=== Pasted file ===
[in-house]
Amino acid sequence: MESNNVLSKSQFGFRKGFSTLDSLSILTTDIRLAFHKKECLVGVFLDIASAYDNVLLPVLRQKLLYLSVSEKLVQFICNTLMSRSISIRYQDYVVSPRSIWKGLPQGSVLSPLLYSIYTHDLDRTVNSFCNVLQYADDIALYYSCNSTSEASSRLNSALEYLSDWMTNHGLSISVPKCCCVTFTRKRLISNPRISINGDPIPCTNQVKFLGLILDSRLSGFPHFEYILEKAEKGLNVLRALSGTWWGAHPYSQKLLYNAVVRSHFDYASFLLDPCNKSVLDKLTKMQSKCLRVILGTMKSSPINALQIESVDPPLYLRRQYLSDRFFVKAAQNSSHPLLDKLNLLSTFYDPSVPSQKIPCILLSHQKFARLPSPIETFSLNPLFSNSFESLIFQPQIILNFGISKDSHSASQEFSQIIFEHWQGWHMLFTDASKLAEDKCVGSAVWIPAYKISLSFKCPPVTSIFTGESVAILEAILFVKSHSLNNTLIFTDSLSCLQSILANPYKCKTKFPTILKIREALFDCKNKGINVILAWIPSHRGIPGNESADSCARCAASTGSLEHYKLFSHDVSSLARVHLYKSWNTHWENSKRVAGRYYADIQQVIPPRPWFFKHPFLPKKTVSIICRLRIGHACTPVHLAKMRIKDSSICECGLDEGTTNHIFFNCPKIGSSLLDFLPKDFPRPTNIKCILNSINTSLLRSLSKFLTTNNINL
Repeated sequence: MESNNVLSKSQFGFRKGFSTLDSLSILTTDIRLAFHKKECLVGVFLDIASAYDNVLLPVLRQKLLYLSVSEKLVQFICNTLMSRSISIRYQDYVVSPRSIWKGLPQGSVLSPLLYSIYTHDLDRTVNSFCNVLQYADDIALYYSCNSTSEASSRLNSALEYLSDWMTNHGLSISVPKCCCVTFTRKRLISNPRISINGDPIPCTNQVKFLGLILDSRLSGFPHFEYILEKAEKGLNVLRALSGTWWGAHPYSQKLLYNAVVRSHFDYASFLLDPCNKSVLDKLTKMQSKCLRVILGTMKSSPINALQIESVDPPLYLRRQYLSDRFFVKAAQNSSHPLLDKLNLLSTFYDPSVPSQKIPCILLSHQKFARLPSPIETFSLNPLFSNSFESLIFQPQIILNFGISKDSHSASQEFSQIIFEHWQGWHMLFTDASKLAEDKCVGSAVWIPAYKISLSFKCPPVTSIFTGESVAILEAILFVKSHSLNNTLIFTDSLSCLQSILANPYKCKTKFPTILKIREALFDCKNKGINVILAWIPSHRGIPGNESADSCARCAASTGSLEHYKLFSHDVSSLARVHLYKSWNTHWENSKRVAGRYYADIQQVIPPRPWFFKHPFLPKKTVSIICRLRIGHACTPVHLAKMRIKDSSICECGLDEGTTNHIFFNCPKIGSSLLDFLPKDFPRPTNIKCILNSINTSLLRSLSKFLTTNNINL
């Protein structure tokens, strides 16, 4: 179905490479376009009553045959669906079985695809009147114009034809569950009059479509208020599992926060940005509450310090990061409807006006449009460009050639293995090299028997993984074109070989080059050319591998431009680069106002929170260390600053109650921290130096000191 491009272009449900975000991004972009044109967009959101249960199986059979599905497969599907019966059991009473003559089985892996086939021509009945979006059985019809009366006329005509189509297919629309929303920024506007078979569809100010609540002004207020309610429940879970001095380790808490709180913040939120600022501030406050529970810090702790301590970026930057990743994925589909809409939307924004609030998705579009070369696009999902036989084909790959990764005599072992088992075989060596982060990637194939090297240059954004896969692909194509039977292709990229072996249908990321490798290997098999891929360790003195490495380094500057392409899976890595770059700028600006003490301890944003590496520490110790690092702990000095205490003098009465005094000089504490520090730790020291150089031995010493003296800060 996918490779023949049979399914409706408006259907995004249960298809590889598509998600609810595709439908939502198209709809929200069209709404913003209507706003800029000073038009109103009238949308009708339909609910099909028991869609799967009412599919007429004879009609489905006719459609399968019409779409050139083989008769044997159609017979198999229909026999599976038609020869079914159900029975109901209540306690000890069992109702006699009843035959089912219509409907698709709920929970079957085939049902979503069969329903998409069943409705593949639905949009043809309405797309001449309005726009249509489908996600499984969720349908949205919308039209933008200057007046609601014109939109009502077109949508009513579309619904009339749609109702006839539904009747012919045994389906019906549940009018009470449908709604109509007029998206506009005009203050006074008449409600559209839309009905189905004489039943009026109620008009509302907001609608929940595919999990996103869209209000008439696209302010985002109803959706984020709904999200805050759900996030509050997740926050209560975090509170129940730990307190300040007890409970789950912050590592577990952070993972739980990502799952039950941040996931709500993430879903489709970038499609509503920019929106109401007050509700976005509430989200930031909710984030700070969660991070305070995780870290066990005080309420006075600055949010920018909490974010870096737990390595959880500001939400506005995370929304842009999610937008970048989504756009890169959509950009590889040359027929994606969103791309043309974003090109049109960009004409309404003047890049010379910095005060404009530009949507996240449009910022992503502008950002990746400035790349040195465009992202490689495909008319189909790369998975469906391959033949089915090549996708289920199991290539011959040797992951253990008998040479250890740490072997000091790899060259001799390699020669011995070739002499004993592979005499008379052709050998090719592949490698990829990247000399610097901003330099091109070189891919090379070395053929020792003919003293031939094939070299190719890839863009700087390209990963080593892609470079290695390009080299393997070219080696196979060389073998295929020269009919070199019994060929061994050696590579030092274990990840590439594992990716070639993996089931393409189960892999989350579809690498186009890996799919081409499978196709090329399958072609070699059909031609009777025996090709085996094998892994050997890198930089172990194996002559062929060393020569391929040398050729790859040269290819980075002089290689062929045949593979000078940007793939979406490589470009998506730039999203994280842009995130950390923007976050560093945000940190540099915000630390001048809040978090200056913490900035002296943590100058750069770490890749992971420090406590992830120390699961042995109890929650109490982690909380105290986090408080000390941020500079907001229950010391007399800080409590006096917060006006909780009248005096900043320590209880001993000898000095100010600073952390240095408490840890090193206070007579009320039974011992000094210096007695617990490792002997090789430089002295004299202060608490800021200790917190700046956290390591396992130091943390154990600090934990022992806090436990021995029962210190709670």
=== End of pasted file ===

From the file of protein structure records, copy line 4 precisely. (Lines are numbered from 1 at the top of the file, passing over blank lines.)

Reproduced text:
């Protein structure tokens, strides 16, 4: 179905490479376009009553045959669906079985695809009147114009034809569950009059479509208020599992926060940005509450310090990061409807006006449009460009050639293995090299028997993984074109070989080059050319591998431009680069106002929170260390600053109650921290130096000191 491009272009449900975000991004972009044109967009959101249960199986059979599905497969599907019966059991009473003559089985892996086939021509009945979006059985019809009366006329005509189509297919629309929303920024506007078979569809100010609540002004207020309610429940879970001095380790808490709180913040939120600022501030406050529970810090702790301590970026930057990743994925589909809409939307924004609030998705579009070369696009999902036989084909790959990764005599072992088992075989060596982060990637194939090297240059954004896969692909194509039977292709990229072996249908990321490798290997098999891929360790003195490495380094500057392409899976890595770059700028600006003490301890944003590496520490110790690092702990000095205490003098009465005094000089504490520090730790020291150089031995010493003296800060 996918490779023949049979399914409706408006259907995004249960298809590889598509998600609810595709439908939502198209709809929200069209709404913003209507706003800029000073038009109103009238949308009708339909609910099909028991869609799967009412599919007429004879009609489905006719459609399968019409779409050139083989008769044997159609017979198999229909026999599976038609020869079914159900029975109901209540306690000890069992109702006699009843035959089912219509409907698709709920929970079957085939049902979503069969329903998409069943409705593949639905949009043809309405797309001449309005726009249509489908996600499984969720349908949205919308039209933008200057007046609601014109939109009502077109949508009513579309619904009339749609109702006839539904009747012919045994389906019906549940009018009470449908709604109509007029998206506009005009203050006074008449409600559209839309009905189905004489039943009026109620008009509302907001609608929940595919999990996103869209209000008439696209302010985002109803959706984020709904999200805050759900996030509050997740926050209560975090509170129940730990307190300040007890409970789950912050590592577990952070993972739980990502799952039950941040996931709500993430879903489709970038499609509503920019929106109401007050509700976005509430989200930031909710984030700070969660991070305070995780870290066990005080309420006075600055949010920018909490974010870096737990390595959880500001939400506005995370929304842009999610937008970048989504756009890169959509950009590889040359027929994606969103791309043309974003090109049109960009004409309404003047890049010379910095005060404009530009949507996240449009910022992503502008950002990746400035790349040195465009992202490689495909008319189909790369998975469906391959033949089915090549996708289920199991290539011959040797992951253990008998040479250890740490072997000091790899060259001799390699020669011995070739002499004993592979005499008379052709050998090719592949490698990829990247000399610097901003330099091109070189891919090379070395053929020792003919003293031939094939070299190719890839863009700087390209990963080593892609470079290695390009080299393997070219080696196979060389073998295929020269009919070199019994060929061994050696590579030092274990990840590439594992990716070639993996089931393409189960892999989350579809690498186009890996799919081409499978196709090329399958072609070699059909031609009777025996090709085996094998892994050997890198930089172990194996002559062929060393020569391929040398050729790859040269290819980075002089290689062929045949593979000078940007793939979406490589470009998506730039999203994280842009995130950390923007976050560093945000940190540099915000630390001048809040978090200056913490900035002296943590100058750069770490890749992971420090406590992830120390699961042995109890929650109490982690909380105290986090408080000390941020500079907001229950010391007399800080409590006096917060006006909780009248005096900043320590209880001993000898000095100010600073952390240095408490840890090193206070007579009320039974011992000094210096007695617990490792002997090789430089002295004299202060608490800021200790917190700046956290390591396992130091943390154990600090934990022992806090436990021995029962210190709670």